Dexamethasone for COVID-19 Treatment: Misconceptions and Facts

On June 16, 2020, the World Health Organisation (WHO) released a statement that welcomed the initial clinical trial results from the United Kingdom indicating Dexamethasone, an existing drug,  can help save the lives of critically ill COVID-19 patients.

“This is the first treatment to be shown to reduce mortality in patience with COVID-19 requiring oxygen or ventilator support,” said Dr Tendros Adhanom Ghebreyesus, Director General of the WHO.

The ecstasy that met the announcement about the cheap and readily available Dexamethasone saw a considerable sharing of the information in online communities and on social media platforms.

One of such shared information read: “Hurray Dexamethasone is the new treatment for corona virus.” This created a wrong impression that the drug was for general treatment of COVID-19, with some people even recommending it in communities as a preventive drug for the disease. seeks to enumerate the basic facts on the use of Dexamethasone for COVID-19 treatment as established in publications by WHO, the BBC and Ghana’s Food and Drugs Authority:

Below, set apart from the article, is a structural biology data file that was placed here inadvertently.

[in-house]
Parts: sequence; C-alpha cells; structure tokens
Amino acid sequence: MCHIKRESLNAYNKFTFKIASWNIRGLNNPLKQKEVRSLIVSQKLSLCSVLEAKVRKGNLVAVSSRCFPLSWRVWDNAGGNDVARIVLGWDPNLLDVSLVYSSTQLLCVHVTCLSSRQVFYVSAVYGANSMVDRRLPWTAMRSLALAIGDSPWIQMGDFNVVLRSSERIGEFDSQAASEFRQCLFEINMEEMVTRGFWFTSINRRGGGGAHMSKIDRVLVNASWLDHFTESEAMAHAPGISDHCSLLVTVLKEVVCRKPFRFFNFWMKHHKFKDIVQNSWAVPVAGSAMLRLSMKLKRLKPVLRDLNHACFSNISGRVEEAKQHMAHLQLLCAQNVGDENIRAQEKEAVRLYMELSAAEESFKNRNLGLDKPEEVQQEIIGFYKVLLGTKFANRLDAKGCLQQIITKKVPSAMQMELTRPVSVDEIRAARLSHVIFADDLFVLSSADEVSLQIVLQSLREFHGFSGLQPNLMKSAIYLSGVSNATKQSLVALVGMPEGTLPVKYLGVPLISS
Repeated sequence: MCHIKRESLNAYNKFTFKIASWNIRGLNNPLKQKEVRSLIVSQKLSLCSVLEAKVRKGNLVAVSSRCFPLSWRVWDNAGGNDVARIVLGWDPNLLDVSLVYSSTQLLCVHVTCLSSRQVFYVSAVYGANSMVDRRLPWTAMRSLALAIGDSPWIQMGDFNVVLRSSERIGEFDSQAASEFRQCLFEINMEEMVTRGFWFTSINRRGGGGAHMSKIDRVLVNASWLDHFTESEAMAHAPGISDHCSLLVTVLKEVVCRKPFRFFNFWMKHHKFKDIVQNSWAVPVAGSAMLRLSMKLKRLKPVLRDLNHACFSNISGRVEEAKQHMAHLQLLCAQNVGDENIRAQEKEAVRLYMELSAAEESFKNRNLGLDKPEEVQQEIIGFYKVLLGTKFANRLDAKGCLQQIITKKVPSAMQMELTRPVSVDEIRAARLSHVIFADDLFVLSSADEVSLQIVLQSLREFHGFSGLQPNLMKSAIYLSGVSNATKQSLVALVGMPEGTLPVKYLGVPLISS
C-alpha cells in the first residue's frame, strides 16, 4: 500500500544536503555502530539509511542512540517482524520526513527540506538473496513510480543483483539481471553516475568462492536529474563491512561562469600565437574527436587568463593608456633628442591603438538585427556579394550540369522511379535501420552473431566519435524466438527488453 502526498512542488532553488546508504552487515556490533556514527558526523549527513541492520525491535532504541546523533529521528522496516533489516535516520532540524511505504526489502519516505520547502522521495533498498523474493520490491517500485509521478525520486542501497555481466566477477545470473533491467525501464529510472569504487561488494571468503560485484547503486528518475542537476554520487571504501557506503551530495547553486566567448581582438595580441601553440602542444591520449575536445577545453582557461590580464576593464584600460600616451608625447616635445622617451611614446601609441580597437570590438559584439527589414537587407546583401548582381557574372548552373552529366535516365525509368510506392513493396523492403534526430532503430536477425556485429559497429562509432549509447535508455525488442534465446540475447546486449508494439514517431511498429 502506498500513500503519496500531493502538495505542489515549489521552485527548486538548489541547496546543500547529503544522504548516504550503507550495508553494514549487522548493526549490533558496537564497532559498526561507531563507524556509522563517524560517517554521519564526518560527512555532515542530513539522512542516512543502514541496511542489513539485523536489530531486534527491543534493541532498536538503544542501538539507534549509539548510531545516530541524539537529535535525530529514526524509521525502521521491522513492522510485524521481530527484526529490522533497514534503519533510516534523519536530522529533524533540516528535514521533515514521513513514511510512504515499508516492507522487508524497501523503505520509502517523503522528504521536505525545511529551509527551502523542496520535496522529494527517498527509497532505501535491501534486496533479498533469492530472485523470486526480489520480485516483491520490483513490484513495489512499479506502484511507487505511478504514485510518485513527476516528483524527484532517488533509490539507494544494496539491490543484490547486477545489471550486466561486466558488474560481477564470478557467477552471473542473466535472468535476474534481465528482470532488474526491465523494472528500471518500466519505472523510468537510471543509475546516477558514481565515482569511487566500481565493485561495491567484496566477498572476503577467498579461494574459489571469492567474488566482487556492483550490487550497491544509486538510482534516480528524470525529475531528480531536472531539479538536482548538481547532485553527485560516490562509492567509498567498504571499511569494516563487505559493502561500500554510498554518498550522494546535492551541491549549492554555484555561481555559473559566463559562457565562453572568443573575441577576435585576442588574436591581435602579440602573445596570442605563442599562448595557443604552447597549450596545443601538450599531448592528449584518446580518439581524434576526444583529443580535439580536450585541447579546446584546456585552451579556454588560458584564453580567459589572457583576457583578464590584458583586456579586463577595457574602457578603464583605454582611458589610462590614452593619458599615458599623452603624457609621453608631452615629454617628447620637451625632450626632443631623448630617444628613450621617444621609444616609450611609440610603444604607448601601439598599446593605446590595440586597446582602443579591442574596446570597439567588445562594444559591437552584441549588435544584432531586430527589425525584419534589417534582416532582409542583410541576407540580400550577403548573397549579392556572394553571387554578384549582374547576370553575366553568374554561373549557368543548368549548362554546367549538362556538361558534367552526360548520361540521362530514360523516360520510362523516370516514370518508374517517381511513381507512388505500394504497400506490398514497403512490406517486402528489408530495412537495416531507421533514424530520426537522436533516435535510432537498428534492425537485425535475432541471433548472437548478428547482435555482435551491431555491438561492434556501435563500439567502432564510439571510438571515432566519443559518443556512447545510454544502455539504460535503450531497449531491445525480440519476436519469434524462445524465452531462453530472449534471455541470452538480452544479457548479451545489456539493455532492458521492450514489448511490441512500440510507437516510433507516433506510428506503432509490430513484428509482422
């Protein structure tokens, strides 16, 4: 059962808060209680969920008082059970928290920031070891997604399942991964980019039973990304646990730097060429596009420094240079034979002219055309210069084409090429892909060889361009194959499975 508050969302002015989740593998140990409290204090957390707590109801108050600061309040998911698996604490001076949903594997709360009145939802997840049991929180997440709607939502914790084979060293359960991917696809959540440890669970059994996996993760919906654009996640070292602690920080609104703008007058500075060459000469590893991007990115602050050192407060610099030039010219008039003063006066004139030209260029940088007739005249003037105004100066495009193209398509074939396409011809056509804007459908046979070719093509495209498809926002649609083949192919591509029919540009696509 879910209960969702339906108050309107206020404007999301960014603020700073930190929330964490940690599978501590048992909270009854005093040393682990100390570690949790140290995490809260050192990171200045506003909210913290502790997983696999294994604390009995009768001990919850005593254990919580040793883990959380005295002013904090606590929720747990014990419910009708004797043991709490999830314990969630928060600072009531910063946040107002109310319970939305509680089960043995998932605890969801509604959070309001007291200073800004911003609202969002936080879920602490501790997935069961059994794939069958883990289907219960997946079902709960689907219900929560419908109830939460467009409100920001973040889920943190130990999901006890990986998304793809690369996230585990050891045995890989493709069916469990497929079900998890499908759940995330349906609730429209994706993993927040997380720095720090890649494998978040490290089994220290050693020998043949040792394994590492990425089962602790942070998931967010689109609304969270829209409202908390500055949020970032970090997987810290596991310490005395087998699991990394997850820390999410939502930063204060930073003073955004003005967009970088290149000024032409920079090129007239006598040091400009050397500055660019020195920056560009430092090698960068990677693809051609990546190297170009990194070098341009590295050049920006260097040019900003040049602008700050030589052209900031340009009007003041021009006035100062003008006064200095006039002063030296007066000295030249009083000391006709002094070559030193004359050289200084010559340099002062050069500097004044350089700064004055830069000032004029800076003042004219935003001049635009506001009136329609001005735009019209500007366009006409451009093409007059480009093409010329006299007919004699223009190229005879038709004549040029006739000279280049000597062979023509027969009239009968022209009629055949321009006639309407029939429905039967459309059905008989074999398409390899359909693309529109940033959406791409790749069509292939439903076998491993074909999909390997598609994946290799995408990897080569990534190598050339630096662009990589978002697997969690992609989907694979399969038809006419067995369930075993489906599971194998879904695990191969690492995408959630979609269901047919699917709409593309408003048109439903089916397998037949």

1. The benefits of the drug were observed only in critically ill COVID-19 patients, those who require ventilators or oxygen.
  2. Dexamethasone is not suitable for individuals with mild symptoms or asymptomatic conditions.
  3. In the trial for patients on ventilators, risk of death was cut from 40% to 28% whereas risk of death was cut from 25% to 20% for patients needing oxygen.
  4. Dexamethasone helps patients by preventing the massive inflammation in the lungs and hearts which causes severe respiratory problems in critically ill patients.
  5. Dexamethasone is common and is less costly to use to treat critically ill COVID-19 patients. A 10-day treatment only costs $6 per patient per day.
  6. Dexamethasone should not be used for the prevention of COVID-19 because it can potentially suppress the immune system thereby weakening the body’s natural function to fight against COVID-19 and other infections.
  7. There is no need for individuals and families to buy or stock Dexamethasone for use unless prescribed by a qualified medical officer.
  8. When Dexamethasone is used persistently, it could lead to cataracts, muscle pain and bone loss.

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